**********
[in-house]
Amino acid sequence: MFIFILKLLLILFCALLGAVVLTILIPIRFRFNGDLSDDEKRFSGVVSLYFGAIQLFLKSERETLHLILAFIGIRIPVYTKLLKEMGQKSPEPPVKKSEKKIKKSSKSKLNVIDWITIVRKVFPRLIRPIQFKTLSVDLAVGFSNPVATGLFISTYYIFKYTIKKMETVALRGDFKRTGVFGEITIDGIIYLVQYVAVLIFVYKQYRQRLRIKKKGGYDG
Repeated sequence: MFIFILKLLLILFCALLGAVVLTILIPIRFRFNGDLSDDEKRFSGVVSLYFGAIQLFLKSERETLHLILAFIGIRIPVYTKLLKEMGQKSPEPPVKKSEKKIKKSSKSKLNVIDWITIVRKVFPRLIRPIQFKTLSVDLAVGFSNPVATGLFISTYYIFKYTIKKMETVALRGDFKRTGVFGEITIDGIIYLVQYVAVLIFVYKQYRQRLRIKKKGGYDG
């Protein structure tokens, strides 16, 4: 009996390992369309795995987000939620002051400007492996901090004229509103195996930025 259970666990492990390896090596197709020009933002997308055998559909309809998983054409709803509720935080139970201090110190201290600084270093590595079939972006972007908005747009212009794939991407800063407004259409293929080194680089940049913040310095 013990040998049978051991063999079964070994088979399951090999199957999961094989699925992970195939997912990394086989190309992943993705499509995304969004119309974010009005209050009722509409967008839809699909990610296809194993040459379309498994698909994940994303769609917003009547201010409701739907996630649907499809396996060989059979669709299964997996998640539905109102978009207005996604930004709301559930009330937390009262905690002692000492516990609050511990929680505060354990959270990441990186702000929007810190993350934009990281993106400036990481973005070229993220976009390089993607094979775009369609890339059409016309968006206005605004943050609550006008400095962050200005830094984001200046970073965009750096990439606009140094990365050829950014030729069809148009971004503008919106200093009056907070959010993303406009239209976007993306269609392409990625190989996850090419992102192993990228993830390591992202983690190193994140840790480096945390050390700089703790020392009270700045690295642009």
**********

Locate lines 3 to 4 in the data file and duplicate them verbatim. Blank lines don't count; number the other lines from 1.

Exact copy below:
Repeated sequence: MFIFILKLLLILFCALLGAVVLTILIPIRFRFNGDLSDDEKRFSGVVSLYFGAIQLFLKSERETLHLILAFIGIRIPVYTKLLKEMGQKSPEPPVKKSEKKIKKSSKSKLNVIDWITIVRKVFPRLIRPIQFKTLSVDLAVGFSNPVATGLFISTYYIFKYTIKKMETVALRGDFKRTGVFGEITIDGIIYLVQYVAVLIFVYKQYRQRLRIKKKGGYDG
């Protein structure tokens, strides 16, 4: 009996390992369309795995987000939620002051400007492996901090004229509103195996930025 259970666990492990390896090596197709020009933002997308055998559909309809998983054409709803509720935080139970201090110190201290600084270093590595079939972006972007908005747009212009794939991407800063407004259409293929080194680089940049913040310095 013990040998049978051991063999079964070994088979399951090999199957999961094989699925992970195939997912990394086989190309992943993705499509995304969004119309974010009005209050009722509409967008839809699909990610296809194993040459379309498994698909994940994303769609917003009547201010409701739907996630649907499809396996060989059979669709299964997996998640539905109102978009207005996604930004709301559930009330937390009262905690002692000492516990609050511990929680505060354990959270990441990186702000929007810190993350934009990281993106400036990481973005070229993220976009390089993607094979775009369609890339059409016309968006206005605004943050609550006008400095962050200005830094984001200046970073965009750096990439606009140094990365050829950014030729069809148009971004503008919106200093009056907070959010993303406009239209976007993306269609392409990625190989996850090419992102192993990228993830390591992202983690190193994140840790480096945390050390700089703790020392009270700045690295642009």